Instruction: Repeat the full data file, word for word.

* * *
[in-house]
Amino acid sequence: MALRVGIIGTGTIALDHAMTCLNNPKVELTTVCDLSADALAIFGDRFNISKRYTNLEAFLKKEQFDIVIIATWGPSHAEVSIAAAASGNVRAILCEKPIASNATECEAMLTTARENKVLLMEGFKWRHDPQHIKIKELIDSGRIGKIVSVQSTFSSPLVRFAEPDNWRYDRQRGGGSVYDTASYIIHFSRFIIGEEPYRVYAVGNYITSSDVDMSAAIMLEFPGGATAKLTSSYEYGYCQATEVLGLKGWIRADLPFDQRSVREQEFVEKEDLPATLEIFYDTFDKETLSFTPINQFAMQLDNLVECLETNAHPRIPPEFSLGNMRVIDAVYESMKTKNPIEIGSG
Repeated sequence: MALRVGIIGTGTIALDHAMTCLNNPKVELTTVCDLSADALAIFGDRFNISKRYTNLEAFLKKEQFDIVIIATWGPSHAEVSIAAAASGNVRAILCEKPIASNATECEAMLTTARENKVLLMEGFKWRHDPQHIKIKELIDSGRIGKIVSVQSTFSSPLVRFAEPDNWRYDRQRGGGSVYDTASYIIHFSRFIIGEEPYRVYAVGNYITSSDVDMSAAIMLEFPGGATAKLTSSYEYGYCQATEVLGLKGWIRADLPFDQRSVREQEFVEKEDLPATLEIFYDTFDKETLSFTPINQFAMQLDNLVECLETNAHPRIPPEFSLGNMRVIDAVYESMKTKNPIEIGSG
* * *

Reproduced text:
[in-house]
Amino acid sequence: MALRVGIIGTGTIALDHAMTCLNNPKVELTTVCDLSADALAIFGDRFNISKRYTNLEAFLKKEQFDIVIIATWGPSHAEVSIAAAASGNVRAILCEKPIASNATECEAMLTTARENKVLLMEGFKWRHDPQHIKIKELIDSGRIGKIVSVQSTFSSPLVRFAEPDNWRYDRQRGGGSVYDTASYIIHFSRFIIGEEPYRVYAVGNYITSSDVDMSAAIMLEFPGGATAKLTSSYEYGYCQATEVLGLKGWIRADLPFDQRSVREQEFVEKEDLPATLEIFYDTFDKETLSFTPINQFAMQLDNLVECLETNAHPRIPPEFSLGNMRVIDAVYESMKTKNPIEIGSG
Repeated sequence: MALRVGIIGTGTIALDHAMTCLNNPKVELTTVCDLSADALAIFGDRFNISKRYTNLEAFLKKEQFDIVIIATWGPSHAEVSIAAAASGNVRAILCEKPIASNATECEAMLTTARENKVLLMEGFKWRHDPQHIKIKELIDSGRIGKIVSVQSTFSSPLVRFAEPDNWRYDRQRGGGSVYDTASYIIHFSRFIIGEEPYRVYAVGNYITSSDVDMSAAIMLEFPGGATAKLTSSYEYGYCQATEVLGLKGWIRADLPFDQRSVREQEFVEKEDLPATLEIFYDTFDKETLSFTPINQFAMQLDNLVECLETNAHPRIPPEFSLGNMRVIDAVYESMKTKNPIEIGSG